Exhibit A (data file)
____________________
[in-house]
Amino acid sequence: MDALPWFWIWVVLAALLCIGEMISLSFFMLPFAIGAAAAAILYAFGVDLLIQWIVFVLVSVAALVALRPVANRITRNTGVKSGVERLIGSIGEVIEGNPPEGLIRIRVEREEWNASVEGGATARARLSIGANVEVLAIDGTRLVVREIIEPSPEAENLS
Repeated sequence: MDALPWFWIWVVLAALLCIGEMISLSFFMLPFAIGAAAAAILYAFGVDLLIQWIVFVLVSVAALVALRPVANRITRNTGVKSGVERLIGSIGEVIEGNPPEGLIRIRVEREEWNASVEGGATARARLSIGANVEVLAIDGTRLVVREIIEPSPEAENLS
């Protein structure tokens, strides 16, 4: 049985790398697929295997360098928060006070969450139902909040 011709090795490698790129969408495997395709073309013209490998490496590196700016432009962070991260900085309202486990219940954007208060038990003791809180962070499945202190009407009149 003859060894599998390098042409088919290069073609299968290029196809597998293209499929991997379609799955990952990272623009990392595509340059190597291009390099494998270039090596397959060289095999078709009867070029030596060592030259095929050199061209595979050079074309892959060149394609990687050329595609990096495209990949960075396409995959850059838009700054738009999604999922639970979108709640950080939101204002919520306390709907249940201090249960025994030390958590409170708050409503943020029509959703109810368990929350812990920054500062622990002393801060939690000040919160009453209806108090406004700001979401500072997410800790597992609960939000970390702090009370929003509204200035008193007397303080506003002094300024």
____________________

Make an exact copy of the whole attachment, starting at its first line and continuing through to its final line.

[in-house]
Amino acid sequence: MDALPWFWIWVVLAALLCIGEMISLSFFMLPFAIGAAAAAILYAFGVDLLIQWIVFVLVSVAALVALRPVANRITRNTGVKSGVERLIGSIGEVIEGNPPEGLIRIRVEREEWNASVEGGATARARLSIGANVEVLAIDGTRLVVREIIEPSPEAENLS
Repeated sequence: MDALPWFWIWVVLAALLCIGEMISLSFFMLPFAIGAAAAAILYAFGVDLLIQWIVFVLVSVAALVALRPVANRITRNTGVKSGVERLIGSIGEVIEGNPPEGLIRIRVEREEWNASVEGGATARARLSIGANVEVLAIDGTRLVVREIIEPSPEAENLS
């Protein structure tokens, strides 16, 4: 049985790398697929295997360098928060006070969450139902909040 011709090795490698790129969408495997395709073309013209490998490496590196700016432009962070991260900085309202486990219940954007208060038990003791809180962070499945202190009407009149 003859060894599998390098042409088919290069073609299968290029196809597998293209499929991997379609799955990952990272623009990392595509340059190597291009390099494998270039090596397959060289095999078709009867070029030596060592030259095929050199061209595979050079074309892959060149394609990687050329595609990096495209990949960075396409995959850059838009700054738009999604999922639970979108709640950080939101204002919520306390709907249940201090249960025994030390958590409170708050409503943020029509959703109810368990929350812990920054500062622990002393801060939690000040919160009453209806108090406004700001979401500072997410800790597992609960939000970390702090009370929003509204200035008193007397303080506003002094300024």